Church attendance numbers can get tricky. I’ve been dealing with them long enough now to notice what one might call abnormalities. I know of one church which, on three different occasions, three different sequential pastors reported to me that under their short tenure they quadrupled the attendance. So, cumulatively, that church should be running several hundred per Sunday. In reality, it averages in the 20s.
What each of these pastors independently told me was some version of “When I got to this church, there were only 10 people here. By the time I left, we were up to about 40.” The curious thing is, each pastor told me that.
Upon receiving a new pastor, does the congregation secretly plan to start off small and then slowly build, in order to bolster the pastor’s feeling of success? It would be nice to think that churches are so well organized and concerned about their pastor’s emotional well-being that they could pull of such a secret conspiracy. But it seems unlikely.
The cynic might say “Ah ha! Pastors are liars!” Again, not the case. In the case of this church, as well as many other similar conversations, I do not believe the pastors had any intention of misleading or deceiving. So how is it that they were all growing a church that didn’t really get any bigger? I think it realistically comes down to a couple of factors: seasonal fluctuations and rounding errors.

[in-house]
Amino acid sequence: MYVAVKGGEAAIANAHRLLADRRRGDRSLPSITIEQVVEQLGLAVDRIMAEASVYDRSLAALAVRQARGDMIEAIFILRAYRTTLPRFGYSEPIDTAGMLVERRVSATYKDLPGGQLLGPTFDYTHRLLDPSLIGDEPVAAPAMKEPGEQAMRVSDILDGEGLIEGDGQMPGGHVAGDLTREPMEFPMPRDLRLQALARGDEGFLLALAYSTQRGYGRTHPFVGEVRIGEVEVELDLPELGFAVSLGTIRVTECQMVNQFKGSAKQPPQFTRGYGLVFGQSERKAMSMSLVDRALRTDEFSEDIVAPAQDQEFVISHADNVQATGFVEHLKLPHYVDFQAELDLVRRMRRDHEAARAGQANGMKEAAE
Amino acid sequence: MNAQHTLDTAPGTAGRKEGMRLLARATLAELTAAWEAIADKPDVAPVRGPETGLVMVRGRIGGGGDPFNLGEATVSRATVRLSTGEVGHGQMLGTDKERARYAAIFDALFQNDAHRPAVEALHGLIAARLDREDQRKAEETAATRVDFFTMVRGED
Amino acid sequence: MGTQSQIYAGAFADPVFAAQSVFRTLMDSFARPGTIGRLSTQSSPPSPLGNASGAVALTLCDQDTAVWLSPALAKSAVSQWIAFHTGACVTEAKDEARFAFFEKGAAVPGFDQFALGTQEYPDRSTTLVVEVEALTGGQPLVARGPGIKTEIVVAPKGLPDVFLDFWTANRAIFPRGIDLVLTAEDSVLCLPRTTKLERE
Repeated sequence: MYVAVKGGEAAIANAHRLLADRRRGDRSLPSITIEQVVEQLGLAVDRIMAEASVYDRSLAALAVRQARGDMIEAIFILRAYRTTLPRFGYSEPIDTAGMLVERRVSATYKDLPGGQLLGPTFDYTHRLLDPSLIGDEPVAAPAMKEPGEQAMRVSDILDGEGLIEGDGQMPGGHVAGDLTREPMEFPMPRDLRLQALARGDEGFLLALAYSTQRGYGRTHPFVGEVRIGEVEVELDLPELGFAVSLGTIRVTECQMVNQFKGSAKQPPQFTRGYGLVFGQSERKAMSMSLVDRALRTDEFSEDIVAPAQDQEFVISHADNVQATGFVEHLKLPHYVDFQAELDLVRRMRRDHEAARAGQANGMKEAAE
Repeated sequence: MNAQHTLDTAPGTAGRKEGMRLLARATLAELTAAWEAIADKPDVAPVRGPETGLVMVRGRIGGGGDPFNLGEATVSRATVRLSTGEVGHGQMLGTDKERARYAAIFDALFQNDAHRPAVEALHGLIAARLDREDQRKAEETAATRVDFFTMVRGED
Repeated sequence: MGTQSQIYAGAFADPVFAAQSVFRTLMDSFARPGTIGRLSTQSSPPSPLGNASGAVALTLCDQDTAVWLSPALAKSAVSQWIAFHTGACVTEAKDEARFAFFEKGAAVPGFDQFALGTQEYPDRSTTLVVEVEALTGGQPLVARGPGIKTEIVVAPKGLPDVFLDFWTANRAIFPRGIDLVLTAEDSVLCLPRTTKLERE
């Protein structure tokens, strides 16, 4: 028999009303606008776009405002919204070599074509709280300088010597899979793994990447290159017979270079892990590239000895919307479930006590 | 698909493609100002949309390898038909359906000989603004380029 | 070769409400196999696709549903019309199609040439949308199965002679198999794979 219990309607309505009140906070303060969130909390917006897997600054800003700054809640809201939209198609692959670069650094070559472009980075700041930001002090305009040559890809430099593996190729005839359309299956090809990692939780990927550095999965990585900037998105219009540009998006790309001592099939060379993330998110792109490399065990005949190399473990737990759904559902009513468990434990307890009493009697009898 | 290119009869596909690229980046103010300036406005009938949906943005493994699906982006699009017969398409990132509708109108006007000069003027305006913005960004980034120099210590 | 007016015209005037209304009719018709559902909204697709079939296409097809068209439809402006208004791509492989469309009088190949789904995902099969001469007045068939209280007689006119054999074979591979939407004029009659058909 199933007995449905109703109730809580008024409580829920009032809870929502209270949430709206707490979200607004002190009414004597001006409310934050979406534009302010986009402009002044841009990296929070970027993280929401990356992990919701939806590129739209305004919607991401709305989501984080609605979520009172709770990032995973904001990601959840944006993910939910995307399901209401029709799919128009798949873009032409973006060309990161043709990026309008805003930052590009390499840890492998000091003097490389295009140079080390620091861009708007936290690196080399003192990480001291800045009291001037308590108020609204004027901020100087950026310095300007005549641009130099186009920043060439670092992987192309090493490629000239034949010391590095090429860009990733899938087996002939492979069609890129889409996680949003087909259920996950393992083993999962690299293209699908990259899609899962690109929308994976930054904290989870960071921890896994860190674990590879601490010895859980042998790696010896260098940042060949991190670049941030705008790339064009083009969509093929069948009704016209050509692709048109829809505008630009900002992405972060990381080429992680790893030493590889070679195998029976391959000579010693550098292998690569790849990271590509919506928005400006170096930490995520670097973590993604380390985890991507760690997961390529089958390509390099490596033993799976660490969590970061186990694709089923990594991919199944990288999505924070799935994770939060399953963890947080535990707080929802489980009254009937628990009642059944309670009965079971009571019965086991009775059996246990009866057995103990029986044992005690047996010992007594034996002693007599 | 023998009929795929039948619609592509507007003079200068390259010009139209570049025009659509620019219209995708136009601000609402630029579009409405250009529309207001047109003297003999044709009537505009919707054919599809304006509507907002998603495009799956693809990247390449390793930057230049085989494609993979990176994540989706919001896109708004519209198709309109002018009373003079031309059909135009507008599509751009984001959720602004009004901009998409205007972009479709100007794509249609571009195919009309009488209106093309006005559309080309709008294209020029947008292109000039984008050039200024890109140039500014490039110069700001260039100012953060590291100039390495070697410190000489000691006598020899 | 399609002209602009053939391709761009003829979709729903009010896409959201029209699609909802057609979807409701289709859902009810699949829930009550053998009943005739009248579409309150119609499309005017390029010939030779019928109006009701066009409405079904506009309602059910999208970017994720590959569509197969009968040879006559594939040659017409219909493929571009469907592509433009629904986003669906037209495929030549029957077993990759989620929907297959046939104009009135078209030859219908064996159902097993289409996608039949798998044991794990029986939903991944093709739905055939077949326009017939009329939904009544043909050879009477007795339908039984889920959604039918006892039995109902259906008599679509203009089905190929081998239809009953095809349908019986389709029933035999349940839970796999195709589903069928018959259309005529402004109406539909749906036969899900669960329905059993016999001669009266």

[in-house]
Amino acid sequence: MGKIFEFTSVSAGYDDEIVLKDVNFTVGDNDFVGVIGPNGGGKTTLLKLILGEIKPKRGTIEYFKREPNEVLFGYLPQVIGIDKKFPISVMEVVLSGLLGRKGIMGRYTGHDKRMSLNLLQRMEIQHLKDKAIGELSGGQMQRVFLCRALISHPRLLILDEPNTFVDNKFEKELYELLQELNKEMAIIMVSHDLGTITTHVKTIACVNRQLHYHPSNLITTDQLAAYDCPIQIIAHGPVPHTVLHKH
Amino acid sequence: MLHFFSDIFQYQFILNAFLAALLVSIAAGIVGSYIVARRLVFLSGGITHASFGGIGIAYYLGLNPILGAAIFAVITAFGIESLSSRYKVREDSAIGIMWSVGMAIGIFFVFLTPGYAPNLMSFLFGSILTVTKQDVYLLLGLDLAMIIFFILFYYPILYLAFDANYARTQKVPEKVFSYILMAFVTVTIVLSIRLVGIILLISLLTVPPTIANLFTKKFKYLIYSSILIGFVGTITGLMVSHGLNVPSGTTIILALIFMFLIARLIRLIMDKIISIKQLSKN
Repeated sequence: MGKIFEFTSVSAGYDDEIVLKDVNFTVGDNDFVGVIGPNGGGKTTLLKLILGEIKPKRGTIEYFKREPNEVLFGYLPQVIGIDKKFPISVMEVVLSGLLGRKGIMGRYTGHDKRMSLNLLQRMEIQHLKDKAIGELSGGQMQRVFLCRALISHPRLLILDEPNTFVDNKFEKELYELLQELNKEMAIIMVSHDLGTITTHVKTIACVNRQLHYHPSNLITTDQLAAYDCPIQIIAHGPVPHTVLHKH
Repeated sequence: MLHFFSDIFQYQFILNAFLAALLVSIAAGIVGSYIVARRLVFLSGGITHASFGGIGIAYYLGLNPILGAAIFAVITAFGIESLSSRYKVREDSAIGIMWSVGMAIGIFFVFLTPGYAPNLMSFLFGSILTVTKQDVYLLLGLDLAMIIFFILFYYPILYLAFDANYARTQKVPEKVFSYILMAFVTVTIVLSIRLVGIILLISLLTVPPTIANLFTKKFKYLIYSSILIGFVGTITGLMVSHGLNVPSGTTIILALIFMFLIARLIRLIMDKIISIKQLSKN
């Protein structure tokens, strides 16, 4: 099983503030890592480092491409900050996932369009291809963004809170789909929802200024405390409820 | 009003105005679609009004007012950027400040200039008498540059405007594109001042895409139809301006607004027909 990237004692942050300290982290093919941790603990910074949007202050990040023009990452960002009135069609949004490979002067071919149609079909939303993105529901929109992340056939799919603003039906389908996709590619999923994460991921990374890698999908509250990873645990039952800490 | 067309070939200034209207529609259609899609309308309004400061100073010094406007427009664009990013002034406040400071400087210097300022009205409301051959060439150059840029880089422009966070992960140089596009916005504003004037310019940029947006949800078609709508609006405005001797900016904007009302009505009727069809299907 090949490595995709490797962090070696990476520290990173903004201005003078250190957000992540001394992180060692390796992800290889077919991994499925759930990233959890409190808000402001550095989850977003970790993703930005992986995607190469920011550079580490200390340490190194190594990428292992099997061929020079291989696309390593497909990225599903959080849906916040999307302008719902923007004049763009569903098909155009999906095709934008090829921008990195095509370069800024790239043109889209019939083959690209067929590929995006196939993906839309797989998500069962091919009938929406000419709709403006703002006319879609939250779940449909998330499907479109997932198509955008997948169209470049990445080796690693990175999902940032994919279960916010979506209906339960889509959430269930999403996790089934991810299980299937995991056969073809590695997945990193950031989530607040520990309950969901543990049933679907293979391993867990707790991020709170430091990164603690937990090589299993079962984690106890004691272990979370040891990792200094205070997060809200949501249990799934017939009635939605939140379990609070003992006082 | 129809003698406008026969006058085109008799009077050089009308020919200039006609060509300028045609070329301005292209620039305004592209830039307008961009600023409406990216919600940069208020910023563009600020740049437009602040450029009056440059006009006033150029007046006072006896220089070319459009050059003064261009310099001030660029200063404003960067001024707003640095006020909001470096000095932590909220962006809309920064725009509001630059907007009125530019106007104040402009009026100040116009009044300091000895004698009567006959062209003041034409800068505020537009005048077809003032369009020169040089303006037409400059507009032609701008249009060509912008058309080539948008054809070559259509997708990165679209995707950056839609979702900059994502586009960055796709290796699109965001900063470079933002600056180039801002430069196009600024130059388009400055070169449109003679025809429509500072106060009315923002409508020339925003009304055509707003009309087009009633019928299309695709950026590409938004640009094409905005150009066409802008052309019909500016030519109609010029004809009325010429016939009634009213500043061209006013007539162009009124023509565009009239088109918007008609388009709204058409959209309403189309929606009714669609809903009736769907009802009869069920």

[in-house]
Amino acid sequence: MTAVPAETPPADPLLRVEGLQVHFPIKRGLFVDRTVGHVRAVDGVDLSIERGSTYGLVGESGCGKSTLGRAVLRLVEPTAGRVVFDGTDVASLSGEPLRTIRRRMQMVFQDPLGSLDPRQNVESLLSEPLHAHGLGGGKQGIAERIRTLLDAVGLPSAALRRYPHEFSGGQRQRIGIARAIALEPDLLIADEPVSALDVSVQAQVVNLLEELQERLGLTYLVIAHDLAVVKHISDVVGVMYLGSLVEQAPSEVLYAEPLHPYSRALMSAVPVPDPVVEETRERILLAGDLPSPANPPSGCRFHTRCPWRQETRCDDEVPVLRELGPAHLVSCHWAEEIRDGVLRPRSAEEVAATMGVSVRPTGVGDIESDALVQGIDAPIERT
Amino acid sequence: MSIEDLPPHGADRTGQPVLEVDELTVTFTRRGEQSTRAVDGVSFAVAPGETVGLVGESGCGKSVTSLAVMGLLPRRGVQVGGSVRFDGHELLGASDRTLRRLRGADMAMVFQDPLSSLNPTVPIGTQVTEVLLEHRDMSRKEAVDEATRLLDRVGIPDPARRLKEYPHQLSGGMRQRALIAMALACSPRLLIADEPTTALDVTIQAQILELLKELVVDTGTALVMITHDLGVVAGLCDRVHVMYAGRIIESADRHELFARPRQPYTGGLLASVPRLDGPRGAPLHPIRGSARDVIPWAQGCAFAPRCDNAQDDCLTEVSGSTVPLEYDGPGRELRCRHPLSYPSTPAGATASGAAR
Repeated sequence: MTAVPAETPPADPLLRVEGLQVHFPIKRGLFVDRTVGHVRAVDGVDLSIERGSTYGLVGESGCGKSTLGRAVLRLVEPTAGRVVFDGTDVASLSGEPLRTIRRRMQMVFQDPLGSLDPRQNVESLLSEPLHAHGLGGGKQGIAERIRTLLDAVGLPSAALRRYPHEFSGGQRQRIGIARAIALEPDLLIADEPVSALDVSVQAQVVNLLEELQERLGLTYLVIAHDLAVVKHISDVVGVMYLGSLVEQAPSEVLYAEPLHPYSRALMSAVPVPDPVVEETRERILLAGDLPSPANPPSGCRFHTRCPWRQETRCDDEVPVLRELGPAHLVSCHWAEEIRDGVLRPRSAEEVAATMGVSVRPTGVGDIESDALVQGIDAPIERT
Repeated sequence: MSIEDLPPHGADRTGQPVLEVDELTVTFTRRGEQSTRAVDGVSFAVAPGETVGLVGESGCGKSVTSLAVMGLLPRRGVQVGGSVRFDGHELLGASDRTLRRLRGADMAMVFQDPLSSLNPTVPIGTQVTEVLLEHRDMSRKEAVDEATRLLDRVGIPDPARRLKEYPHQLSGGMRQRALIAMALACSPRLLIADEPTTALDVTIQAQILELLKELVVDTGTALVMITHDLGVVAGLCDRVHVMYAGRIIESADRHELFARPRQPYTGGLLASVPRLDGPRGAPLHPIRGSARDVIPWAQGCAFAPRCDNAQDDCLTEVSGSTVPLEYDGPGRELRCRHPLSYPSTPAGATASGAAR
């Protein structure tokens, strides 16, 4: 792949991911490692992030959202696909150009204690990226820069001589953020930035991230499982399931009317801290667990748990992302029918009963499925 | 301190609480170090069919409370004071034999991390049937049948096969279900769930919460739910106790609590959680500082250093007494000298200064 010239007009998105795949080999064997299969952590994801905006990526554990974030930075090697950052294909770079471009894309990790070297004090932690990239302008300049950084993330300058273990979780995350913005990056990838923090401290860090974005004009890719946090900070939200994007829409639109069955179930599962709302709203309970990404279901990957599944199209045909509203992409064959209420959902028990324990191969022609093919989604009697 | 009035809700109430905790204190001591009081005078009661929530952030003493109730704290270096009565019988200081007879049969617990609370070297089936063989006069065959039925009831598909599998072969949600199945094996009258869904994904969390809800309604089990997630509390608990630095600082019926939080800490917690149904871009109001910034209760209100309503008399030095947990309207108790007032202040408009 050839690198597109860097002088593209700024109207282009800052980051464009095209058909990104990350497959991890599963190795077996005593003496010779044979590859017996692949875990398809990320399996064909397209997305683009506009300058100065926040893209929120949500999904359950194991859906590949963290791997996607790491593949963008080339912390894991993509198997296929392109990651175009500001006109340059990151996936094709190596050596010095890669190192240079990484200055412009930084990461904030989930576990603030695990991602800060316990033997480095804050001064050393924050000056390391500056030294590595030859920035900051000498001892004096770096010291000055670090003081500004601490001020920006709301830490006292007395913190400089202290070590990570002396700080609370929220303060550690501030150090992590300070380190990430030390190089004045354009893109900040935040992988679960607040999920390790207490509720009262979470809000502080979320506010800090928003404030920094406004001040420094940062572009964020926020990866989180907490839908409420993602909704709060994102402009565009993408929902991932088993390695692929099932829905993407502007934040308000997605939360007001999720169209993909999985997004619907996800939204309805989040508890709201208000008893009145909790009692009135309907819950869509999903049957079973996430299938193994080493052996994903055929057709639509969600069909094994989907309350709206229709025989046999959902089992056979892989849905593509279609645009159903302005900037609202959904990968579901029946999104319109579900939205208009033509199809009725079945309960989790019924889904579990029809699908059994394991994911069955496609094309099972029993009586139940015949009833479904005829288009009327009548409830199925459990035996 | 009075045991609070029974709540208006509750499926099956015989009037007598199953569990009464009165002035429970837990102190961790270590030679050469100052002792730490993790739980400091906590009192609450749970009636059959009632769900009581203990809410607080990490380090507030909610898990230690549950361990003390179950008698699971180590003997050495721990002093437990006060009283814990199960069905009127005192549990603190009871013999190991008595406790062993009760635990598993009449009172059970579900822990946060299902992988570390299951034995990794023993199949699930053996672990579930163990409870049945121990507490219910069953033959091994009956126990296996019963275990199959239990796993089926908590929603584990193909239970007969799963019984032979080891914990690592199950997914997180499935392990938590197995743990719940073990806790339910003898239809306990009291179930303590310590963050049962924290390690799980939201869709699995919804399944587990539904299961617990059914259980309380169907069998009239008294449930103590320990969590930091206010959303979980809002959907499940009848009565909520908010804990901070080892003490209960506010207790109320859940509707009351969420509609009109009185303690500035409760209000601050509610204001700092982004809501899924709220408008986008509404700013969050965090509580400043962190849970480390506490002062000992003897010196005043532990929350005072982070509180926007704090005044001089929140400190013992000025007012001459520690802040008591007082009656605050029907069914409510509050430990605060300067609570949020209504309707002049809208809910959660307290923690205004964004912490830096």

Seasonal fluctuations: Most pastors start July 1, which is typically the low point in average attendance, but since it’s their first day, they assume they are looking out at everyone they’ve got when they nervously get behind the podium. In the specific example I’m thinking of, each of these pastors were novices, taking the church as their first appointment. I think they were all scared on that first Sunday in July when they looked out and saw 10 people. They were thinking, “This church has been here 100 years, and now it’s going to close on my watch. It will die, and it will be my fault. I’ll have killed it.” When more people start attending in the fall, they’ll think, “I must be doing something right,” and when the sanctuary is nearly full at Christmas (when the congregants’ children and grandchildren are visiting), they will marvel at how far the church has come.
Rounding errors: I think people tend to round up when self-reporting numbers, so anything in the teens is about 20; anything in the 20s is about 30.
Which leaves me with the question of how to go about my job. On bigger churches, I tend to rely on numbers from the Journal since they are official. But if I’m writing about a small, growing church, the numbers in the Journal (which are a yearly average and may be about two-years old, depending on the time of year that I’m writing the story) might not accurately reflect where the congregation is today. I just have to use my best judgement.
When it comes to camps, though, there isn’t much guess-work. We have registrations and official ways to count numbers with a good degree of accuracy. And you’ll see some impressive numbers at the beginning of our cover story this month on page five.
As summer draws to a close and those 4,000-plus children who enjoyed United Methodist camps go back to school, may we all be in prayer for our churches to find ways to keep them connected.